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Gifting to a charity in your Will

Leaving a gift to a charity in your Will is a great way to provide support to organisations and causes you care about. As with any other gift in your Will, it is important to make sure that any charitable gift is clear and carefully drafted to ensure that your wishes are carried out after you pass.

Why give to a charity in my Will?

The main reason we see people giving to charities in their Will is to support a cause they care about. Often, people have either given to a certain charity regularly during their life or because they feel a close connection to the work done by that charity.

Which charity should I choose?

Before leaving a gift to a charity, you should investigate the organisation and make sure that you are comfortable with its cause and objects. You should ensure that it is a legitimate charity and also be comfortable with how they will use your gift.

Issues that arise when gifting to a charity in your Will

If you want to make a gift to a charity in your Will, we recommend you obtain appropriate legal advice so that your wishes are followed and implemented.

Unfortunately, some of the things we see go wrong when gifting to a charity include:

1. The charity in question either does not exist at all or is not sufficiently identified or correctly named in the Will.

When gifting to a charity under your Will, it is important to identify the entity by the correct legal name. Some charitable organisations may be known as one name, however, may have a different registered name.

Therefore, it is important to include the organisation’s Australian Company Number (ACN) or Australian Business Number (ABN) and their address.

2. The Will does not cover the possibility of the particular charity changing its name, amalgamating with another charity or ceasing to exist between when the Will was made and when the Will-maker dies.

It is possible that a charity may be wound up or closed down between the time the Will is made, and when the Will-maker dies. 

To ensure that your gift is valid, we recommend including a provision in your Will to allow your gift to pass to another charitable organisation, the objectives of which, your executor in their discretion considers most similarly resembles the objects of the charity you have nominated.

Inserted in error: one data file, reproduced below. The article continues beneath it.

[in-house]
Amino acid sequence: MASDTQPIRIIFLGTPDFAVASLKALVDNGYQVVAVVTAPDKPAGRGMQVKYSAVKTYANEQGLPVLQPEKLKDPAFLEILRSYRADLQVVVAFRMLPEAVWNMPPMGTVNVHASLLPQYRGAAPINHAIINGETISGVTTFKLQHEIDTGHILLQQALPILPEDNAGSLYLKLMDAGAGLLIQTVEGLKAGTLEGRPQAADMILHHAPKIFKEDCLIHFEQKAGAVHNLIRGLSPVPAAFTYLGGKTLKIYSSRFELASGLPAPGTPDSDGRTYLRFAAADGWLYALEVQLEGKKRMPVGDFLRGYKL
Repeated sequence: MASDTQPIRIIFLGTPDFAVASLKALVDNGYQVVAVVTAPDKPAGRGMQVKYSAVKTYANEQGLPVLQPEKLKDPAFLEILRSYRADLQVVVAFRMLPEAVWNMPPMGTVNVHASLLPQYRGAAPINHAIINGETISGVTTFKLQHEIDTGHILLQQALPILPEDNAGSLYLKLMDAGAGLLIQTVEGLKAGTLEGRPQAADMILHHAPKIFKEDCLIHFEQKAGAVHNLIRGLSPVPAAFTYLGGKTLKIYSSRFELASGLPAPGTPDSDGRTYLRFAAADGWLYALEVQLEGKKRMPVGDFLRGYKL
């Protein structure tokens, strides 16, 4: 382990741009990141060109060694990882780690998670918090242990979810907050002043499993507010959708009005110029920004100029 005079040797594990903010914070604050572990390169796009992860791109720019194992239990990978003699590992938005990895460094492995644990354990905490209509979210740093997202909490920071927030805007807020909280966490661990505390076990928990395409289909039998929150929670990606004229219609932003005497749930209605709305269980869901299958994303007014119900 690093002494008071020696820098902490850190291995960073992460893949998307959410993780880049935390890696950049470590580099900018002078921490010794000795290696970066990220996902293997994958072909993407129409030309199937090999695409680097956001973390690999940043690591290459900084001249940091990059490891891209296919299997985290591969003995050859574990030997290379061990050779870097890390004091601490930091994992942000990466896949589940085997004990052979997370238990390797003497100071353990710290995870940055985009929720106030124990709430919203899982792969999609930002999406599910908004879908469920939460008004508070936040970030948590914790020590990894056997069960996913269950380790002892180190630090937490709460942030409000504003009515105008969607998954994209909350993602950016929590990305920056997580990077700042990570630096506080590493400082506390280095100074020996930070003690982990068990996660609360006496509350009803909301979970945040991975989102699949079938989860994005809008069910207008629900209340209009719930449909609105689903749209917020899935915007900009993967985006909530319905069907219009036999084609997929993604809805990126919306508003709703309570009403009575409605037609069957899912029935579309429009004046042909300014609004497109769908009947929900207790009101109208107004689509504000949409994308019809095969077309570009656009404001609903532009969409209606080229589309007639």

3. The Will sets out a particular purpose that the gift is to be used for which cannot be given effect to.

A charity may deal with your gift as it sees fit, or you may include a wish in your Will, specifying how and where your gift is to be applied– for example, a gift which is expressed to be for the purpose of assisting research into a specific kind of cancer or to be used in a particular project of that charitable organisation.

We recommend contacting the charity directly and confirming that it is able to direct your donation to that specific purpose. Otherwise, the charity may use your gift as it sees fit.

4. The Will-maker has not given proper consideration to the risk of family provision claims.

It is important to keep in mind that certain people may challenge a Will in cases where they have not been provided adequate provision.

If you do intend to substantially benefit a charity over people who are eligible to make a claim on your estate, this should be done with legal advice.

Strategies should be put in place to protect the charitable gift if the Will is contested. It is also a good idea to discuss your charitable bequest intentions with your family first so that they can understand why your gift is important to you. 

With the above issues in mind, it is important that a person wanting to make a gift to charities in their Will obtains appropriate legal advice and has their Will prepared by a lawyer. If you would like to discuss gifting a charity under your Will, please do not hesitate to contact us.

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The information provided in this article is for general information and educative purposes in summary form on legal topics which is current at the time it is published. The content does not constitute legal advice or recommendations and should not be relied upon as such. Whilst every care has been taken in the preparation of this article, Wills, Estates and Probate Lawyers (WEP Lawyers) cannot accept responsibility for any errors, including those caused by negligence, in the material. We make no representations, statements or warranties about the accuracy or completeness of the information and you should not rely on it. You are advised to make your own independent inquiries regarding the accuracy of any information provided on this website. WEP Lawyers does not guarantee, and accepts no legal responsibility whatsoever arising from or in connection to the accuracy, reliability, currency, correctness or completeness of any material contained in this article. Links to third party websites or articles does not constitute any endorsement or approval of those sites or the owners of those sites. Nothing in this article should be construed as granting any licence or right for you to use that content. You should consult the third party’s terms and conditions of use in relation to any third-party content. WEP Lawyers disclaims all responsibility and all liability (including liability for negligence) for all expenses, losses, damages and costs you might incur as a result of the information being inaccurate or incomplete in any way. Appropriate legal advice should always be obtained in actual situations.

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Written by—

Duncan MacDougall

Call 07 3035 4077 to speak with our team now